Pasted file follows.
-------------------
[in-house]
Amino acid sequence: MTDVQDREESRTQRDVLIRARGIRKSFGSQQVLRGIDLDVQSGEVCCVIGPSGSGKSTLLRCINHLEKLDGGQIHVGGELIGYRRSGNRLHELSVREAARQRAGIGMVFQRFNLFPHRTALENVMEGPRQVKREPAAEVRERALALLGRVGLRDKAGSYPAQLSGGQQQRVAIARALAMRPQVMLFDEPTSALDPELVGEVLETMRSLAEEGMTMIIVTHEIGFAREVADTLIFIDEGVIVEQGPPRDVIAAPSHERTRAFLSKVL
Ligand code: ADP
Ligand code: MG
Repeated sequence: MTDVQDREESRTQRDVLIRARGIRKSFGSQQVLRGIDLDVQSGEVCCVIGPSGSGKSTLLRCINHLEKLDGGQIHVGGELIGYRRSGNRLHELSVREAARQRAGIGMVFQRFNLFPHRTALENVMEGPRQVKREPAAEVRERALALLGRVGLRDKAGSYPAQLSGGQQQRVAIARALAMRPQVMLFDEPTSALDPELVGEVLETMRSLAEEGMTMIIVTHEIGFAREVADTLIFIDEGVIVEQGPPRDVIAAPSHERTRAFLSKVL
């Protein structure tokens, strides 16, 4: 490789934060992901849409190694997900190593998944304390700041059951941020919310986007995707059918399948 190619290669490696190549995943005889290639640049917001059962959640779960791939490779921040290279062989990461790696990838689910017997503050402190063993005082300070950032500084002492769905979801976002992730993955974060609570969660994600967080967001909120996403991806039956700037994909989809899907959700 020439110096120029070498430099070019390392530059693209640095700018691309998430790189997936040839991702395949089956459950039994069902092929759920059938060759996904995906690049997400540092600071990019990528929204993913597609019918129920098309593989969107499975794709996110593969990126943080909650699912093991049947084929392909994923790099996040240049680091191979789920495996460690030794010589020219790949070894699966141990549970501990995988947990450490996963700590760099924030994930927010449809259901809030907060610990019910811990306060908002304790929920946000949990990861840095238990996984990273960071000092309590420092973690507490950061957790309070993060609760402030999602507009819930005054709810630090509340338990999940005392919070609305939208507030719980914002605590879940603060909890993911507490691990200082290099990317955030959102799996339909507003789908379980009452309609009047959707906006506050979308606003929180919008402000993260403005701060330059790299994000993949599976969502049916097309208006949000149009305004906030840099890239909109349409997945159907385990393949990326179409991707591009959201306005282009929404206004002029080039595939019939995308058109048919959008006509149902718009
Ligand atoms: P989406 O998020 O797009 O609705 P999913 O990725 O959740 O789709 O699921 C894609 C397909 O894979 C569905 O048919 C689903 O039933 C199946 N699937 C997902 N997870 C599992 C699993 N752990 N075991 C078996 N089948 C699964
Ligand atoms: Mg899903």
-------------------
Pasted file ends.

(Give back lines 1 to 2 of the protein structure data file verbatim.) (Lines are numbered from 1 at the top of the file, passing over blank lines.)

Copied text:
[in-house]
Amino acid sequence: MTDVQDREESRTQRDVLIRARGIRKSFGSQQVLRGIDLDVQSGEVCCVIGPSGSGKSTLLRCINHLEKLDGGQIHVGGELIGYRRSGNRLHELSVREAARQRAGIGMVFQRFNLFPHRTALENVMEGPRQVKREPAAEVRERALALLGRVGLRDKAGSYPAQLSGGQQQRVAIARALAMRPQVMLFDEPTSALDPELVGEVLETMRSLAEEGMTMIIVTHEIGFAREVADTLIFIDEGVIVEQGPPRDVIAAPSHERTRAFLSKVL